6. Error in Millennium Star Atlas. IAA member Danny Collins has spotted a double error on p 121 of the gigantic MSA. At the top of this page is an area of overlap with the bottom of p.100; both pages showing the variable stars V560 and UY (separate constellations, but they are both on the same page). The images on p 121 show the stars MUCH brighter than they should be. The correct mags are as shown on p. 100.
7. IAA member Dr KATE RUSSO's AWARD. Update: see attached file.
8. EVENTS AT ARMAGH PLANETARIUM: See www.armaghplanet.com: The Emerald Garrison’s amazing Heroes & Legends event is coming back to Armagh Planetarium on Saturday 24 and Sunday 25 August 2013.
9. EVENTS AT BLACKROCK CASTLE OBSERVATORY: www.bco.ie for details of the latest events at Blackrock Castle Observatory, including how to use the remotely controlled TARA telescope.
10. PICS FOR NEW IAA WEBSITE PHOTO GALLERY. President and webmaster Paul Evans has produced an excellent new photo gallery on the updated IAA website. See www.irishastro.org. We would love to have any photos from members showing past IAA events and activities for a "Pics from the Archive" section. Credits will be given to respective owners of course.
11. INTERESTING WEBLINKS:
http://www.newscientist.com/article/mg21929300.700-infinitys-end-time-to-ditch-the-neverending-story.html (they can't get rid of infinity! If they do, where will parallel lines meet???? (as I was taught in school!)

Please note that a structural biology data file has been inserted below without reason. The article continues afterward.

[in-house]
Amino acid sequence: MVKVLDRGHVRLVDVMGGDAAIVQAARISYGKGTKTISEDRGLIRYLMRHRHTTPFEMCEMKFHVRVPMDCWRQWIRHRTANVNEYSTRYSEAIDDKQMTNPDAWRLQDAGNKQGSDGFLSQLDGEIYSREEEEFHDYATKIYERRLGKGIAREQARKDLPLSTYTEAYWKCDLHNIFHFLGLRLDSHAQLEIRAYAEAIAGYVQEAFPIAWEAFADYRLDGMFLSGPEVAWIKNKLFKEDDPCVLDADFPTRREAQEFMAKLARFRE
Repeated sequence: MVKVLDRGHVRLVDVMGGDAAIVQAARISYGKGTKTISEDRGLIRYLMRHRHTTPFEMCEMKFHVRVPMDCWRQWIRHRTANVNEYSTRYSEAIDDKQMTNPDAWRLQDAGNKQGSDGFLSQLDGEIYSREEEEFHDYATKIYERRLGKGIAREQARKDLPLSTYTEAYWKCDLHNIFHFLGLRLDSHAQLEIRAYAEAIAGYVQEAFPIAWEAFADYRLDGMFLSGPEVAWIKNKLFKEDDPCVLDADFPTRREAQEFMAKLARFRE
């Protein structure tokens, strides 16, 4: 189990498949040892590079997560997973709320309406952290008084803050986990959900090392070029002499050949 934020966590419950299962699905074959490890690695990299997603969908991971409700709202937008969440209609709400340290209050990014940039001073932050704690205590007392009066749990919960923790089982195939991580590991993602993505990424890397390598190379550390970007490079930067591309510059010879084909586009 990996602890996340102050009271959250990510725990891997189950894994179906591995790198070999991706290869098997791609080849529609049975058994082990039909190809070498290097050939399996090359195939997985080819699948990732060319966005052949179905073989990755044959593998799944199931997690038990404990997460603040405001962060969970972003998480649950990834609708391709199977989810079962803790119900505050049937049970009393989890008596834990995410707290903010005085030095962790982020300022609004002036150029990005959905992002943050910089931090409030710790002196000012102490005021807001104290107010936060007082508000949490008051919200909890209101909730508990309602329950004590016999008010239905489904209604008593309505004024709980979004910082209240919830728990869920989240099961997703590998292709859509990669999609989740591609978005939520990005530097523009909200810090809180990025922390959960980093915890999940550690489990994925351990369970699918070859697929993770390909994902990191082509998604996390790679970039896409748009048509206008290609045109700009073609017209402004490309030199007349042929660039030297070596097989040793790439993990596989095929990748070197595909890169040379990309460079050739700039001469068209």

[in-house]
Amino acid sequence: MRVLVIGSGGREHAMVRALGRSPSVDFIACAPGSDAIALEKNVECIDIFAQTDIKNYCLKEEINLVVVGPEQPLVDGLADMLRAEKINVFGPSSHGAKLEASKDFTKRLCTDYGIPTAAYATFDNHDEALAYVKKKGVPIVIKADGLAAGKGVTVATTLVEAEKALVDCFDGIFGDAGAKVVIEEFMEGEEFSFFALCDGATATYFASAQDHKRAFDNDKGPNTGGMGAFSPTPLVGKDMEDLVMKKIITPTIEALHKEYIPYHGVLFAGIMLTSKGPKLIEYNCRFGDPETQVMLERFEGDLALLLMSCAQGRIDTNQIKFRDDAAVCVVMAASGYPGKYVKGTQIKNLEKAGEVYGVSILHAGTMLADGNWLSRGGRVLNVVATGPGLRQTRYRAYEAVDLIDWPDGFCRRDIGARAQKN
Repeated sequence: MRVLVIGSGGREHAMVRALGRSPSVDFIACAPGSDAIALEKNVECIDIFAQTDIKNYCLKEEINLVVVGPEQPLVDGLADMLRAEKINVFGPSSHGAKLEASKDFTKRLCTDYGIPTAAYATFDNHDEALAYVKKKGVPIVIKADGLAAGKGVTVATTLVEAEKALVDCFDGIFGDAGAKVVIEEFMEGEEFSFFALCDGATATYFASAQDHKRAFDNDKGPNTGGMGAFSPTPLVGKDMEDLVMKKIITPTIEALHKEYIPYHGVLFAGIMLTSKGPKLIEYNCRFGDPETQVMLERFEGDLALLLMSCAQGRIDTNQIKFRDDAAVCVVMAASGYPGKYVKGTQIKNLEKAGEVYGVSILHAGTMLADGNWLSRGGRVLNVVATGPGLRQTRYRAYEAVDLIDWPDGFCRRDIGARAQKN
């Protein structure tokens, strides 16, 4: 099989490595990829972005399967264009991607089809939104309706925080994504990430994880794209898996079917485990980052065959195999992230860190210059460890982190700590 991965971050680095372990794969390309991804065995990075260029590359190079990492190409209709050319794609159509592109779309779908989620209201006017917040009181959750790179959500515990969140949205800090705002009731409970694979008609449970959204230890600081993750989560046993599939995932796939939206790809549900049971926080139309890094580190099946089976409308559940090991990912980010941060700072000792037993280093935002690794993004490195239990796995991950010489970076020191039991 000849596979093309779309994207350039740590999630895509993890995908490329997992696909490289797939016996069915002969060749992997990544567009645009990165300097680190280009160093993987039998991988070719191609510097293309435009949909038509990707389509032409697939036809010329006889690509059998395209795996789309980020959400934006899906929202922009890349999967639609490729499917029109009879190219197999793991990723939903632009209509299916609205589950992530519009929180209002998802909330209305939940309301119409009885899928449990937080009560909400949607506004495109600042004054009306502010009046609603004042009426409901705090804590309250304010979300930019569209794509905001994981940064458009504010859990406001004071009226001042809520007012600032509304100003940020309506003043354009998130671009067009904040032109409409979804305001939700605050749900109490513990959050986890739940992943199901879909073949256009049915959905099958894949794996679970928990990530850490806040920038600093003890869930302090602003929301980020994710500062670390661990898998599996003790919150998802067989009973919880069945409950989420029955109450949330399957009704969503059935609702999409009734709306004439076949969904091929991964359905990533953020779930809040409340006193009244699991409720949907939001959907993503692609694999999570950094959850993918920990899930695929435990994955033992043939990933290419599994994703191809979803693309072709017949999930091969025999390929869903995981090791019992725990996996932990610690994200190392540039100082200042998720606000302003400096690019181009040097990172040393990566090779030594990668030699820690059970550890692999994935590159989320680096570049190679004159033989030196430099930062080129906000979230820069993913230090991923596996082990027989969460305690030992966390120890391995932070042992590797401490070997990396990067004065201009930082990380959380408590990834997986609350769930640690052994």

http://www.space.com/22240-barbie-space-doll-astronaut-photos.html?cmpid=532471 (She looks as if she has already ventured too close to a Black Hole, and been stretched (spaghettified) a little already!)
http://www.space.com/22282-amazing-perseid-meteor-shower-photos-2013.html?cmpid=532475 (Some of these seem odd. Those by Cody Limber and Guy Strong show lots of meteors not coming from the Perseid radiant - too many, perhaps? Especially as these are 2 of the 3 images which show most meteors in a single 'frame'.)
http://www.gizmodo.co.uk/2013/08/researchers-discover-12-asteroids-close-enough-for-space-mining/ (I'm glad to say that 16693 Moseley is not among them! And don't be getting any such ideas in the future, either. Mine is not for mining!)
12. TWITTER: Follow the IAA on Twitter: IaaAstro
13. NEW LINK! JOINING the IRISH ASTRONOMICAL ASSOCIATION is easy: This link downloads a Word document to join the IAA. http://documents.irishastro.org.uk/iaamembership.doc